RuPaul – ‘Sissy That Walk’
Pioneering drag queen RuPaul’s message of self love and motivation is encapsulated in this uplifting anthem, as she sings one of her classic mottos: “Unless they paying your bills, pay them bitches no mind.”
ML

Planningtorock – ‘Non Binary Femme’
This track summed up 2018 for me, a year that gave with free abundance in good music, in particular Planningtorock’s album Powerhouse. Any album that uses the language Non-Binary Femme in the title of the song is unarguably paving the way for not only a greater/better understanding of what these words and this sort of language means, but also for it to become a fully accepted part of everyday conversation.
TW

Princess Nokia – ‘Tom Boy’
Openly queer rapper and all round inspiration, Princess Nokia writes powerful, feminist anthems promoting self love and body positivity, refusing to fit into stereotypical gender norms.
ML 

Mykki Blanco (feat. Princess Nokia) – ‘Wish You Would’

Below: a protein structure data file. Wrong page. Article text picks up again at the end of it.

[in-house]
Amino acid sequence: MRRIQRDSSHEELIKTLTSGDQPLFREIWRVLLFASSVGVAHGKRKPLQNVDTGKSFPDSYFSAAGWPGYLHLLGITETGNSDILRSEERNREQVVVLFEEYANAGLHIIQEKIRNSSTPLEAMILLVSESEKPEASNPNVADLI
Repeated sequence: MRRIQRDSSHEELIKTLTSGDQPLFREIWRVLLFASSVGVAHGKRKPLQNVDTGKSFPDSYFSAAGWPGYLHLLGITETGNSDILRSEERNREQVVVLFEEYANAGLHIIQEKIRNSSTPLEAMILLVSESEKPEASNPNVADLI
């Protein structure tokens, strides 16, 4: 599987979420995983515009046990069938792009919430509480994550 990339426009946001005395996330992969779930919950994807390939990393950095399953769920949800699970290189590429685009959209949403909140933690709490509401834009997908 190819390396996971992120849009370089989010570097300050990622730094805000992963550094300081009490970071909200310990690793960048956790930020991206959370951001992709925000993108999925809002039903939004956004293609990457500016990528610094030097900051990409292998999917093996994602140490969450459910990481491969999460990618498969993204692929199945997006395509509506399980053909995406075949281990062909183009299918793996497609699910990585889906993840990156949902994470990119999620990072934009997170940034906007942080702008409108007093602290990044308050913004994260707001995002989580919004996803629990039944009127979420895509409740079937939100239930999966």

This is a song from an artist who I feel needs no introduction, a queer pioneer who is doing amazing things for LGBTQ+ rights as well as being open about their positive HIV status. Mykki Blanco is an incredible artist and I love his music.
TW

Syd – ‘All About Me’
One of my favourite tracks from Syd who is openly LGBTQ+ and you may know from the excellent collective The Internet.
TW

Shura – ‘2shy’
I just love this track from London artist Shura, who has been consistently challenging stereotypes since she came out as a lesbian a couple of years ago and helping to “queer the mainstream”. Bring on the blurring of gender and sexuality in pop!
TW

Jackie Shane – ‘Any Other Way’
A pioneer for transgender rights in the late 60s, Jackie Shane lived her life as a woman in the spotlight, during a time when compassion and acceptance were not always reciprocated towards those who identified as trans.